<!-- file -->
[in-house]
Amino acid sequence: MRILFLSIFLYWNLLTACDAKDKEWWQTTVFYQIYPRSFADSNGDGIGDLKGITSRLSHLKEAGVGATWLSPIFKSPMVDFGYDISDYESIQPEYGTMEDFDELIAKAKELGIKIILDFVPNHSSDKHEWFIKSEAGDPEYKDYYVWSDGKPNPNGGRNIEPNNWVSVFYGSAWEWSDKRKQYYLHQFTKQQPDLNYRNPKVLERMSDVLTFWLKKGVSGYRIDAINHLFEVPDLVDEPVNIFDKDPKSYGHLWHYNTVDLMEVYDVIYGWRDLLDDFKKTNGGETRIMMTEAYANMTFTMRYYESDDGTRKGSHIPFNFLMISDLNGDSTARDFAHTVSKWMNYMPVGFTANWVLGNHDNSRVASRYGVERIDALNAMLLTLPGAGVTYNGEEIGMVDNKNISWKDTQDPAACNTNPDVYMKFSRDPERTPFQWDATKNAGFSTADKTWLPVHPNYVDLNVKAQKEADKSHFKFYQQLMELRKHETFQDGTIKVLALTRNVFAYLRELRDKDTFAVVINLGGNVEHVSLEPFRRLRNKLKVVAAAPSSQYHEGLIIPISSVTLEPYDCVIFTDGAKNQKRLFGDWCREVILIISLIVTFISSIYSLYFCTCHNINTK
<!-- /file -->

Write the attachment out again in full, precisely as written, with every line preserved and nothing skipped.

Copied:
[in-house]
Amino acid sequence: MRILFLSIFLYWNLLTACDAKDKEWWQTTVFYQIYPRSFADSNGDGIGDLKGITSRLSHLKEAGVGATWLSPIFKSPMVDFGYDISDYESIQPEYGTMEDFDELIAKAKELGIKIILDFVPNHSSDKHEWFIKSEAGDPEYKDYYVWSDGKPNPNGGRNIEPNNWVSVFYGSAWEWSDKRKQYYLHQFTKQQPDLNYRNPKVLERMSDVLTFWLKKGVSGYRIDAINHLFEVPDLVDEPVNIFDKDPKSYGHLWHYNTVDLMEVYDVIYGWRDLLDDFKKTNGGETRIMMTEAYANMTFTMRYYESDDGTRKGSHIPFNFLMISDLNGDSTARDFAHTVSKWMNYMPVGFTANWVLGNHDNSRVASRYGVERIDALNAMLLTLPGAGVTYNGEEIGMVDNKNISWKDTQDPAACNTNPDVYMKFSRDPERTPFQWDATKNAGFSTADKTWLPVHPNYVDLNVKAQKEADKSHFKFYQQLMELRKHETFQDGTIKVLALTRNVFAYLRELRDKDTFAVVINLGGNVEHVSLEPFRRLRNKLKVVAAAPSSQYHEGLIIPISSVTLEPYDCVIFTDGAKNQKRLFGDWCREVILIISLIVTFISSIYSLYFCTCHNINTK